industry to digital tv, to high definition tv, to ATSC tv - not just the
cable industry's version of digital television - more of the same
channels and poor quality.

HDTV Magazine:

Can you give us any inkling to forthcoming HDTV programming Thomson will
be involved with?

Dave Arland:

Not specifics in terms of programming. The networks are becoming more
savvy in their dealings with all of us, whether it's Mitsubishi, Zenith,
Thomson, Panasonic, Samsung or whatever. All of us are being hit pretty
regularly for sponsorship opportunities and the like. Obviously there is
a big one hanging out there - the 'Final Four' - we don't really know
what will happen with that yet. CBS has the rights to that.

I think, generally in the industry, there are a few trends. One is, you
are probably going to continue to see these major events brought to you
in digital, or digital high definition, by the consumer electronics
companies. The second trend is the addition of more terrestrial
stations. The third trend is the beginnings of digital connectivity for
these products.

We announced, for example, at CES, the addition of copy protected
interfaces to our entire HDTV lineup for 2002. That is being done purely
in anticipation of the arrival of new set-top receivers for both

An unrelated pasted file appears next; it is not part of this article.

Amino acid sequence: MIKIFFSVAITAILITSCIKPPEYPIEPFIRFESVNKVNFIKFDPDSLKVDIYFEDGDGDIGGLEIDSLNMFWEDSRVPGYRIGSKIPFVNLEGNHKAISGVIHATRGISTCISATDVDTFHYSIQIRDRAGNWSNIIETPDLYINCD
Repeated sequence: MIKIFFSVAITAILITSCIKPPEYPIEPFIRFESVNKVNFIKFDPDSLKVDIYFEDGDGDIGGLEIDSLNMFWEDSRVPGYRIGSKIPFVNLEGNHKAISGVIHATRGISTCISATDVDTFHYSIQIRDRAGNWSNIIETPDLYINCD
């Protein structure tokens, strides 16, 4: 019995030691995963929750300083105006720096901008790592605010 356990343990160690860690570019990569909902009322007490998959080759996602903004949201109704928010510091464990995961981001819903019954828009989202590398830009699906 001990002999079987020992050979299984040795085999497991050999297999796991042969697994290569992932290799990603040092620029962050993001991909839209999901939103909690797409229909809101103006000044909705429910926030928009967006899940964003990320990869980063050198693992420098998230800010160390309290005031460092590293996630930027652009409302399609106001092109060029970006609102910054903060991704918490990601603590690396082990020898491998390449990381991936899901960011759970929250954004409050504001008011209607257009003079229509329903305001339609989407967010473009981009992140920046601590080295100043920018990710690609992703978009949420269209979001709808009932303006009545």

satellite and cable that will require copy protected interfaces. In some
cases for recording purposes, in other cases, for display. We saw this
in varying degrees at CES from other companies as well.

What that means is, hopefully, this is one of the keys that will unlock
more content being sent in high definition form, since that has been the
big worry of Hollywood to date. We are always the engine on this train,
we are never the caboose. We have to do things first because programmers
will not release content until, initially, they knew there were sets out
there. In this second wave of product, they are going to be looking for
copy protected interfaces.

I don't think the readers of HDTV Magazine have much to worry about in
the short-term though, in terms of suddenly a switch being flipped and
everyone migrating to a different method. I say that because virtually
every new cable box, that carries HDTV, that is coming out has the
analog YPbPr connections for hi def tv. That's customers, for example,
in the Philadelphia area who have signed up for the Comcast service.
This is going to be a dual-track transition.

But, eventually, we all have to face the reality that Hollywood has seen
what happened with Napster, which happened after the ATSC standard. They
don't want the same thing happening in video.

HDTV Magazine:

What is the time frame on this? Will the early adopters be frozen out?
Ten years, five years, three years, or, do we even know?

Dave Arland:

We don't know. In part because this is still fluid. Even though the
cable and satellite industries have said "we expect next generation
displays to have copy protected interfaces" and various acronyms. We
don't know what's going to happen with efforts by broadcasters to